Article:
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Examination and treatment of concussed athletes is a complex endeavour. Three notable position papers: the International Conference on Concussion in Sport (Zurich) Consensus Statement,1 the American Academy of Neurology (AAN) Guideline,2 and American Medical Society for Sports Medicine Position paper,3 advocate for a multifactorial assessment to diagnose sports-related concussion (‘concussion’ in this paper) and determine the degree of functional disturbance. These papers also provide guidelines to manage recovery, the cornerstone of which is cognitive and physical rest. Rest is a well-established practice pattern even though it has only very low-level evidence. Strikingly absent from concussion management are specific treatment strategies which are underpinned by anatomical-symptom correlates.4 ,5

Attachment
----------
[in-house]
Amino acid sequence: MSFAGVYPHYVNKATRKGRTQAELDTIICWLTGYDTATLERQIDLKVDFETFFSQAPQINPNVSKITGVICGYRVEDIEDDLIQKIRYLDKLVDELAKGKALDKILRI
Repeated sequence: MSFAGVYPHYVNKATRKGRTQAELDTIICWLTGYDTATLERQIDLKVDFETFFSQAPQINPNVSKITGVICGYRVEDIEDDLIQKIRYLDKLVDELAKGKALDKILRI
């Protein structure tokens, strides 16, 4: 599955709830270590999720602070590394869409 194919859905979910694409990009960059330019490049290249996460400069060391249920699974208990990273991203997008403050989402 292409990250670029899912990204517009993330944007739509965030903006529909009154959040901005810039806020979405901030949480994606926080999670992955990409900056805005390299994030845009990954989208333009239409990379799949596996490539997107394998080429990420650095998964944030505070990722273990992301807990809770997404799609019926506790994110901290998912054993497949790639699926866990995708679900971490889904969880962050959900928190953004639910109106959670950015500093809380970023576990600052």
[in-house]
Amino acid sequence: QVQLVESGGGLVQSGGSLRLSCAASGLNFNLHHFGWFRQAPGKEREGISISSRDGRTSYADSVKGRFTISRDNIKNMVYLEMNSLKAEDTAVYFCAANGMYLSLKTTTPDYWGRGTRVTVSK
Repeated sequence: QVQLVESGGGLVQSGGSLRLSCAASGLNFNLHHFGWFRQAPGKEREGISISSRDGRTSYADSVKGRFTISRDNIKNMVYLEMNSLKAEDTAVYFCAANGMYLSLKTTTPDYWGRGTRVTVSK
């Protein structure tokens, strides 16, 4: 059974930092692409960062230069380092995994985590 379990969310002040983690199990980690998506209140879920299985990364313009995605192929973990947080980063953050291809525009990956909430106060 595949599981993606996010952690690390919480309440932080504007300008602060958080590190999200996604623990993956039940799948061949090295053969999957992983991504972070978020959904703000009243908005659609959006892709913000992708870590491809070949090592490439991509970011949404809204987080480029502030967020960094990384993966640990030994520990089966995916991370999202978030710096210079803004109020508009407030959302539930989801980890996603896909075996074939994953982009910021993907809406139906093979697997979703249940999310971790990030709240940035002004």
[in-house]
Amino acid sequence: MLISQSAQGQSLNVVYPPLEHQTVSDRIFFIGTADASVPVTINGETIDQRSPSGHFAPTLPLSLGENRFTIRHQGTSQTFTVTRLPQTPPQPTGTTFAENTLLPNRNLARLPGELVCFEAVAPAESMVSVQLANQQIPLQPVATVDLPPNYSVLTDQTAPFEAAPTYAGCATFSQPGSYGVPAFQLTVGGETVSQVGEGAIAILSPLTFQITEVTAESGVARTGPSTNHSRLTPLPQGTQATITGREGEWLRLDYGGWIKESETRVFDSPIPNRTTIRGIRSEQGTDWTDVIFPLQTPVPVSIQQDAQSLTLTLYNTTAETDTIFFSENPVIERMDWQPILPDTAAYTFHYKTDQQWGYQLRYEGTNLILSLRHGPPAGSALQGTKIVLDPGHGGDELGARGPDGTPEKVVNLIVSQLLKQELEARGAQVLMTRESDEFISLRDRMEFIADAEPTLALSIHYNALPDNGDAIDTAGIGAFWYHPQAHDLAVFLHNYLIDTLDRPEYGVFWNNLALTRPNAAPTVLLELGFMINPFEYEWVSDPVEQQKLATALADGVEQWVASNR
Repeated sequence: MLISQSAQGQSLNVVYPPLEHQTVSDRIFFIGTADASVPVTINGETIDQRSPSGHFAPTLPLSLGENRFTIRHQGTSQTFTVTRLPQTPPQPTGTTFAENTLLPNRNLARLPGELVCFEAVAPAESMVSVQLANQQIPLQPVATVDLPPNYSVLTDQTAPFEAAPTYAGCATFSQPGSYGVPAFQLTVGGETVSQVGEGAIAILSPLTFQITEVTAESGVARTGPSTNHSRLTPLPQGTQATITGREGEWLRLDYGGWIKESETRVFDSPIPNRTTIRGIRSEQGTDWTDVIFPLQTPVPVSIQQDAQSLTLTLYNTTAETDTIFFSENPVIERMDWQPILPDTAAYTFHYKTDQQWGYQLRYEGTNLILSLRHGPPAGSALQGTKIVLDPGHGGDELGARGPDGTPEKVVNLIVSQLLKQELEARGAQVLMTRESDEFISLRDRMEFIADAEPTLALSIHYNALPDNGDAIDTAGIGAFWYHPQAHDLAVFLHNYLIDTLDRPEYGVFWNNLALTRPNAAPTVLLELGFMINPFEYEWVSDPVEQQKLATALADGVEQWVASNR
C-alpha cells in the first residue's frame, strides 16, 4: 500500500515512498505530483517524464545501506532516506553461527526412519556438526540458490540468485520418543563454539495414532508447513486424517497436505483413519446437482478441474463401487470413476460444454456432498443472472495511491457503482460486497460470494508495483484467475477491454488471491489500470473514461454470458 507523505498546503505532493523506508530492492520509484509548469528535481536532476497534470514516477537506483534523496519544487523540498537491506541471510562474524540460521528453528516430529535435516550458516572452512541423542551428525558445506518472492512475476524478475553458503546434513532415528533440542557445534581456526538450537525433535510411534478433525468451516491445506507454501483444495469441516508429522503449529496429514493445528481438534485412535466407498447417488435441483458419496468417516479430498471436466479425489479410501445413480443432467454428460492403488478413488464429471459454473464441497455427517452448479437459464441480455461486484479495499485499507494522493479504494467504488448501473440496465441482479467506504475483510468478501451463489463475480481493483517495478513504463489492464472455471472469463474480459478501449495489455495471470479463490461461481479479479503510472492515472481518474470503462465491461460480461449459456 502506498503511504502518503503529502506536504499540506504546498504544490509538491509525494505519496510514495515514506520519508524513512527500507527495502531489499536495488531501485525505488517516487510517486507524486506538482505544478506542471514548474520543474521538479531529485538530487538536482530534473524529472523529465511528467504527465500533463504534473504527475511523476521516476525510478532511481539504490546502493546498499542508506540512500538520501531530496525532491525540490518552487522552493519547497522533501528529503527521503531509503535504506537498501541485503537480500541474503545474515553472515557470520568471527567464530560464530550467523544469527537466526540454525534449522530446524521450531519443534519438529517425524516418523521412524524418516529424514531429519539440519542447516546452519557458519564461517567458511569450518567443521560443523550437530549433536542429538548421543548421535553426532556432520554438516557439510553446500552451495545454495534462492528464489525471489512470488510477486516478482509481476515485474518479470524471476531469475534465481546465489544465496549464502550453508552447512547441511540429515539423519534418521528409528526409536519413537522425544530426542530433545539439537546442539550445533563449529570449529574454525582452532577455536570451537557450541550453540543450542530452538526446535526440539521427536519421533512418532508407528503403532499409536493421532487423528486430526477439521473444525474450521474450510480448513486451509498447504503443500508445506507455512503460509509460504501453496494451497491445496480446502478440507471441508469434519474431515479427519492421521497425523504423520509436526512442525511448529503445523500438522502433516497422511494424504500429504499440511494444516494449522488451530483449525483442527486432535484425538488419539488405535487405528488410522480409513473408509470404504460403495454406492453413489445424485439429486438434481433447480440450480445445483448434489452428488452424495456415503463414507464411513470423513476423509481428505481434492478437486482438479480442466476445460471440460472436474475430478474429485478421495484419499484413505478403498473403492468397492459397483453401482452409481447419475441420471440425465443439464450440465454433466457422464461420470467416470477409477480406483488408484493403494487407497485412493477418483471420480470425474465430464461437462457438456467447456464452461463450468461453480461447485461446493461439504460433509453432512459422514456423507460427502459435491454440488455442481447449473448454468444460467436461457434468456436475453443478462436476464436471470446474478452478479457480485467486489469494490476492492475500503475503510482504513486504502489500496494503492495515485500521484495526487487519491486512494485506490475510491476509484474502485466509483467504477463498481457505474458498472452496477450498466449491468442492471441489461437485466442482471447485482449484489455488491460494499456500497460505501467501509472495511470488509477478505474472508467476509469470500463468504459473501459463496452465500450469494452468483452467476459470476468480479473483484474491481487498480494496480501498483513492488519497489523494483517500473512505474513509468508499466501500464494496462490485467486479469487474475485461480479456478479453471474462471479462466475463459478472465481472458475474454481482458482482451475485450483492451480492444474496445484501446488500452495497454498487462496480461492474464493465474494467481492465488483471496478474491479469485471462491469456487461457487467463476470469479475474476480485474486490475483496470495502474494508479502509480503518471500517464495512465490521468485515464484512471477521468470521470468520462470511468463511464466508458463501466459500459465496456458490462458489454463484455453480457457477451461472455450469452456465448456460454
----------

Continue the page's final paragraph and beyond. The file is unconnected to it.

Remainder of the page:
Anatomy that may contribute to concussion-related dizziness
Symptoms such as dizziness are very common among concussed individuals, present in nearly 80% of concussions,6 second only to headaches.3 For the most part after concussion, non-dizziness oriented symptoms are transient, whereas the natural course of recovery from dizziness often lingers, in some cases for years after the initial event.6 Considering the mechanism associated with concussion and …
Contributors JCR and CEC wrote this editorial together. JCR developed the overall idea.
Competing interests None.
Provenance and peer review Not commissioned; externally peer reviewed.
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